The mosquito Aedes aegypti is a vector for dengue fever. This species commonly breeds in artificial and natural containers. Examples of artificial containers include pot plants, saucers and tyres; natural containers include bromeliads, tree axils and discarded palm fronds. Council’s Vector Control Unit regularly inspects properties for the purpose of identifying Aedes aegypti and informing the public on how to control this species. If Aedes aegypti is identified on private property Council may instruct the property owner/tenant to undertake control. Although dengue fever has not been diagnosed widely in Central Queensland, Aedes aegypti has been found in the Livingstone Shire area.
As Council does not treat individual homes, it is important that residents reduce the number of mosquitoes and potential mosquito breeding sites by:
Removing water and wiping containers, such as pot plant saucers and animals’ water containers, with a clean cloth every four days. Put the used cloth into the rubbish.
Filling pot plant bases with sand or pebbles.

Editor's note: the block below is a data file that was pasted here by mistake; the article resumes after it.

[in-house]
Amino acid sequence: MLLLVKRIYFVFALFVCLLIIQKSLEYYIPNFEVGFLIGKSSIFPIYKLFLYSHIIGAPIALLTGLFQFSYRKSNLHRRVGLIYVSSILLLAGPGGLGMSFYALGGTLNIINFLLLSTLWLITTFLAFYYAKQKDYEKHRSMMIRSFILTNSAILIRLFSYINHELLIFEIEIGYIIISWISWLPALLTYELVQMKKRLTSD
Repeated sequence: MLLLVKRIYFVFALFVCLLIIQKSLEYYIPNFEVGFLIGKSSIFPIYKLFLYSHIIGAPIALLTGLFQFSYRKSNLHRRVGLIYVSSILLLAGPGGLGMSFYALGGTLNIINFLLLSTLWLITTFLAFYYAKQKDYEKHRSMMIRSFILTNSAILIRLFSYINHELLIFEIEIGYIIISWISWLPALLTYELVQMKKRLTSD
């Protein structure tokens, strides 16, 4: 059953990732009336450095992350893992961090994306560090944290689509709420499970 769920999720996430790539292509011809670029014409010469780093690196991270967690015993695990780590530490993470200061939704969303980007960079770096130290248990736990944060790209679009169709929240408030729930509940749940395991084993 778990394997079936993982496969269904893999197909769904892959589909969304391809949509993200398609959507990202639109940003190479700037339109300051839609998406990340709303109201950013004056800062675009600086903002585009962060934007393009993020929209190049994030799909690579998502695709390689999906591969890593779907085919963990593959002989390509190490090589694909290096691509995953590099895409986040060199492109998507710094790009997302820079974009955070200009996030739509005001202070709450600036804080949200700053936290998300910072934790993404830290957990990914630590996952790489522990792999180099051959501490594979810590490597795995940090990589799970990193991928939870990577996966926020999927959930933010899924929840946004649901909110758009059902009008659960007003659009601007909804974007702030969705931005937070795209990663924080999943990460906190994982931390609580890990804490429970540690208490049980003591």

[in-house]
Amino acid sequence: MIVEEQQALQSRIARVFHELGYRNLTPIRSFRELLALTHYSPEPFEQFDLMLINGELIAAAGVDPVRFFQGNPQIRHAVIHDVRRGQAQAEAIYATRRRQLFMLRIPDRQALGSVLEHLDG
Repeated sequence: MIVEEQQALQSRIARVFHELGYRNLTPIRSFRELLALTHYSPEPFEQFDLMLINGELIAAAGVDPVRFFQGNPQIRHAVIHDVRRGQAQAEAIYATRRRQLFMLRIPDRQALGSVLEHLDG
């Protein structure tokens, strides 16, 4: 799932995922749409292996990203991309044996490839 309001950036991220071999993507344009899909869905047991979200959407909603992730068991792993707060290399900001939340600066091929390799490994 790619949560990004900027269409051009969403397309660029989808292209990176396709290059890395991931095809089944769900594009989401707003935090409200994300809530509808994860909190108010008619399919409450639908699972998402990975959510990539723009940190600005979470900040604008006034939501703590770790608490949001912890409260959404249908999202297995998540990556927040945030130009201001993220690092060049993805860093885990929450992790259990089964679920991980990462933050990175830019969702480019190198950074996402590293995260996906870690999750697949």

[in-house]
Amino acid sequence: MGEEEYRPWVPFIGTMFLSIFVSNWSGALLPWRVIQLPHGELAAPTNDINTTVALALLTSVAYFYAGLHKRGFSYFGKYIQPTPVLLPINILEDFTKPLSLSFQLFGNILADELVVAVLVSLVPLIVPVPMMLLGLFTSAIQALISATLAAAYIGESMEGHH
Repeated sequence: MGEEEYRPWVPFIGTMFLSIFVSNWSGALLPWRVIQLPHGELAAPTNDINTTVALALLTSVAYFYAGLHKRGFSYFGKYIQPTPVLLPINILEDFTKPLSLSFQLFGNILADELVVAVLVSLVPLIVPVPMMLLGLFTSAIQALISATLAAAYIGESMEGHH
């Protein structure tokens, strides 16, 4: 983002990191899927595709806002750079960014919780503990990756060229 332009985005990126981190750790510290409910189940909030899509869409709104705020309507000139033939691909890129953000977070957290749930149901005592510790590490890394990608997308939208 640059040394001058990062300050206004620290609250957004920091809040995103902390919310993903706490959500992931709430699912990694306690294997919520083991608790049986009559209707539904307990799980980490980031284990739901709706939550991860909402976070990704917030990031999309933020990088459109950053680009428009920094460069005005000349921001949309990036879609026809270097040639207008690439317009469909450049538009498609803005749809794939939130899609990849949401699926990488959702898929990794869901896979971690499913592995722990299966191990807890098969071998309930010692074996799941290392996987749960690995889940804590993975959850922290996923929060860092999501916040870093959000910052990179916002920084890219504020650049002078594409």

Removing containers that could hold water – e.g. tyres.
Keeping gutters clean and in good repair to prevent the pooling of water.
Keeping ponds stocked with fish.
Ensuring swimming pools are effectively chlorinated.
Capping brick walls made of Besser and other cavity bricks to prevent water pooling.
Overturning boats, canoes and dinghies or have drain plugs removed to avoid them holding water.
Residents can reduce the risk of disease from mosquitoes by:
Wearing light-coloured protective clothing – e.g. loose-fitting long sleeve shirts and pants.
Limiting the time spent outdoors around dawn and dusk when mosquitoes are most active.
Using mosquito nets, mosquito coils, personal repellents and ceiling fans.